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Marketing in Times of Fear

These past few weeks have been a complete blur. It’s like we’ve gone to sleep and woken up in a bad apocalypse movie. Sports are cancelled, schools have been cancelled and people are staying home from work. And for some reason there’s a mad dash on toilet paper?! Life as we know it has been put on pause.

Marketing in time of fear

As a marketer, we must realize there will be impact to our work due to COVID-19. People will be staying home more, perhaps shopping online more, or maybe saving their money because they are unable to work. During times of fear, habits will change and marketers should closely monitor the impacts. Here are some items to consider:

Your Customers

By now you’ve no doubt received a dozen or more emails from your favorite brands telling you they are closely monitoring the COVID-19 situation and ready to handle its potential impacts on their business. That is because during times of fear, the most important thing a business can do is assure customers that you’re there for them. By telling them you’re there, that you’ve planned for things like this and that their data and information will be accessible and safe (if that applies to your business), its one less thing for them to worry about. (It also saves you from many phone calls asking to confirm these items.) Your customers and their needs during times of fear should be your number one consideration (after the safety of your staff). When the virus passes and life returns to normal, those customers will remember how well they were treated and that you cared.


If your marketing team has been in the middle of campaign testing, just stop. The results will not be useful to you. As mentioned above, behaviors are changing because of COVID-19. When behaviors are situationally changed, the results of testing will not be valid. So, save your money and pause your efforts until normalcy returns.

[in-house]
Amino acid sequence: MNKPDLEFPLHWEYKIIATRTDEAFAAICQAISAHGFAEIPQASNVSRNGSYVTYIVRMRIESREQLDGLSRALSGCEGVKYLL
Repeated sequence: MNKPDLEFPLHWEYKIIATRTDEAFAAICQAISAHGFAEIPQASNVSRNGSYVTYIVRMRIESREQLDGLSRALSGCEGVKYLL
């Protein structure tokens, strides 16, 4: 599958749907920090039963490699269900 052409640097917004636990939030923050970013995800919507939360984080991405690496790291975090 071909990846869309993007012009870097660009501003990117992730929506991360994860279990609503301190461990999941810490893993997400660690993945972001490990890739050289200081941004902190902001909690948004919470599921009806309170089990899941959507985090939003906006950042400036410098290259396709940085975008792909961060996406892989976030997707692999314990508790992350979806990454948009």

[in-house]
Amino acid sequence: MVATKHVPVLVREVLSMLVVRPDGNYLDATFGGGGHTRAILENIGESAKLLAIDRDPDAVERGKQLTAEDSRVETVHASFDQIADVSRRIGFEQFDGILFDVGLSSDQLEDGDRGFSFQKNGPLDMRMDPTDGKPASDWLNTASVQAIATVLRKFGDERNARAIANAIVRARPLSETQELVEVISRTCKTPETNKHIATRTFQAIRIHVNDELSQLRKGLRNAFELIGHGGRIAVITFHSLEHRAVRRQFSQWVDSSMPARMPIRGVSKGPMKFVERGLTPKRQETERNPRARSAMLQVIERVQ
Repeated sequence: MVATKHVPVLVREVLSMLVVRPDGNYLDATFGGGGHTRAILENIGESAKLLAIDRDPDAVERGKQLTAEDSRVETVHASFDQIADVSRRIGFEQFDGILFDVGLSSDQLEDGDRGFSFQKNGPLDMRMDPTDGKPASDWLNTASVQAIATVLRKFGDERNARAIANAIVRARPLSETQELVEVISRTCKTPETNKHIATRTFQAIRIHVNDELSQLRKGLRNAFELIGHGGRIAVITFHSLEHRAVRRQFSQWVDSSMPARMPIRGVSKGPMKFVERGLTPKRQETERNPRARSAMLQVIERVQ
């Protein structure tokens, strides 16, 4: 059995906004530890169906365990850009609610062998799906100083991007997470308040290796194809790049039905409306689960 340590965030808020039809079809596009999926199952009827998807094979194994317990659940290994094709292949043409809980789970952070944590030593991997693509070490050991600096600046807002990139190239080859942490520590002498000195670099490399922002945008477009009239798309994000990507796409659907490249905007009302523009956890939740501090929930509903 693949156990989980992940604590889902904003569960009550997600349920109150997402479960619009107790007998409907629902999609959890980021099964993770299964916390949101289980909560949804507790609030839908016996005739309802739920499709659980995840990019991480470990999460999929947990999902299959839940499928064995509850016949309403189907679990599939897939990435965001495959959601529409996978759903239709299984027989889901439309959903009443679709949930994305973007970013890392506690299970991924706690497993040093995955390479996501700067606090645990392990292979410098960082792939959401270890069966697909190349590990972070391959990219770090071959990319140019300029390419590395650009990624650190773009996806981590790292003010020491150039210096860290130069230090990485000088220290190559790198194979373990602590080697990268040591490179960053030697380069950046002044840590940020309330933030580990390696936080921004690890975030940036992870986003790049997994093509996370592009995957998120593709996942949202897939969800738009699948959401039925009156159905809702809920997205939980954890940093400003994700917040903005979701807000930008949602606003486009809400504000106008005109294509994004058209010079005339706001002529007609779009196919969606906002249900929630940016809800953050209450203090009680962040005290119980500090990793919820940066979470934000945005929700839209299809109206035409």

Review all of your current marketing messages for potential misperceptions or phrasing that could stoke fear because of the current situation. For instance, if your current marketing campaign says “Dreaming of a relaxing cruise…” that might not play as well today as it would have a month ago (because the CDC is not recommending people go on cruises right now due to virus outbreaks on several of them.) There’s no need to stop all marketing, but ensure the marketing you are investing in currently will not be misconstrued or hurt your reputation.

Social Media

Because people may be spending more time at home, they may turn their focus toward distractions or news sources, such as social media. They may provide more commentary or provide more negative feedback than normal. Whether because of fear, boredom or depression, it is likely this will happen. Monitor your social media accounts closely and work to shut down any negativity or fear mongering that may take place. Also, be sure to post only reliable and factual content during this time when misinformation is swirling around.

These are just a few items to consider during a national emergency or time of fear. I truly hope that all of you reading this blog stay healthy and take good care of yourselves. If there’s anything we can help with, please reach out.

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